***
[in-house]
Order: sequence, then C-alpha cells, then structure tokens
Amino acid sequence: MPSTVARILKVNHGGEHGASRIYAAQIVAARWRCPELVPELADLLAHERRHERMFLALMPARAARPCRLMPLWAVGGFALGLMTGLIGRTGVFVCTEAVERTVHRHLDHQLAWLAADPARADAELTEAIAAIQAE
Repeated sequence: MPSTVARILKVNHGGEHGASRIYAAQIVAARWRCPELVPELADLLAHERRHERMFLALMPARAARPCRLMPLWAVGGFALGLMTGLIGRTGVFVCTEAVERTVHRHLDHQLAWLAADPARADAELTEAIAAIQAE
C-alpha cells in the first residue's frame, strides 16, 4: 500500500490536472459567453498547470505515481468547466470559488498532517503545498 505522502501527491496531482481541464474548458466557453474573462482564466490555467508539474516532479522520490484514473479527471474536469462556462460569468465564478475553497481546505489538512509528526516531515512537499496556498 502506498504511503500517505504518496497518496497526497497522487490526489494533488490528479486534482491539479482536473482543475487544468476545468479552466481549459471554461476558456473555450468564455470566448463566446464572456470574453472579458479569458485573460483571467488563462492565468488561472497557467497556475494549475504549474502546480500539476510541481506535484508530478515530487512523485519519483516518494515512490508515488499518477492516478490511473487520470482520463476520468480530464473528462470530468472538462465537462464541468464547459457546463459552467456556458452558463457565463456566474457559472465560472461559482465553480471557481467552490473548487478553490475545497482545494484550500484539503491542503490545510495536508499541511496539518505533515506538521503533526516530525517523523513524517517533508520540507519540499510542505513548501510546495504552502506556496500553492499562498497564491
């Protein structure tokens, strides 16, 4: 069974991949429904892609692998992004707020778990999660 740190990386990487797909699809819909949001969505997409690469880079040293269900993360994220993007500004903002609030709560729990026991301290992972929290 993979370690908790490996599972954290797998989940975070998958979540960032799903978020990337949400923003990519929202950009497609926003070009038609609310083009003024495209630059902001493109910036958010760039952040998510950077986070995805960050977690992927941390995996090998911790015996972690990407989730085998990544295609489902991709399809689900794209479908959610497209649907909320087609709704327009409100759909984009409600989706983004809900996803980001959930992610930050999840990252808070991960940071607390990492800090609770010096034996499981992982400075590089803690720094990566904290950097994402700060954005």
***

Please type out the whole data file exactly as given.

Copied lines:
[in-house]
Order: sequence, then C-alpha cells, then structure tokens
Amino acid sequence: MPSTVARILKVNHGGEHGASRIYAAQIVAARWRCPELVPELADLLAHERRHERMFLALMPARAARPCRLMPLWAVGGFALGLMTGLIGRTGVFVCTEAVERTVHRHLDHQLAWLAADPARADAELTEAIAAIQAE
Repeated sequence: MPSTVARILKVNHGGEHGASRIYAAQIVAARWRCPELVPELADLLAHERRHERMFLALMPARAARPCRLMPLWAVGGFALGLMTGLIGRTGVFVCTEAVERTVHRHLDHQLAWLAADPARADAELTEAIAAIQAE
C-alpha cells in the first residue's frame, strides 16, 4: 500500500490536472459567453498547470505515481468547466470559488498532517503545498 505522502501527491496531482481541464474548458466557453474573462482564466490555467508539474516532479522520490484514473479527471474536469462556462460569468465564478475553497481546505489538512509528526516531515512537499496556498 502506498504511503500517505504518496497518496497526497497522487490526489494533488490528479486534482491539479482536473482543475487544468476545468479552466481549459471554461476558456473555450468564455470566448463566446464572456470574453472579458479569458485573460483571467488563462492565468488561472497557467497556475494549475504549474502546480500539476510541481506535484508530478515530487512523485519519483516518494515512490508515488499518477492516478490511473487520470482520463476520468480530464473528462470530468472538462465537462464541468464547459457546463459552467456556458452558463457565463456566474457559472465560472461559482465553480471557481467552490473548487478553490475545497482545494484550500484539503491542503490545510495536508499541511496539518505533515506538521503533526516530525517523523513524517517533508520540507519540499510542505513548501510546495504552502506556496500553492499562498497564491
């Protein structure tokens, strides 16, 4: 069974991949429904892609692998992004707020778990999660 740190990386990487797909699809819909949001969505997409690469880079040293269900993360994220993007500004903002609030709560729990026991301290992972929290 993979370690908790490996599972954290797998989940975070998958979540960032799903978020990337949400923003990519929202950009497609926003070009038609609310083009003024495209630059902001493109910036958010760039952040998510950077986070995805960050977690992927941390995996090998911790015996972690990407989730085998990544295609489902991709399809689900794209479908959610497209649907909320087609709704327009409100759909984009409600989706983004809900996803980001959930992610930050999840990252808070991960940071607390990492800090609770010096034996499981992982400075590089803690720094990566904290950097994402700060954005």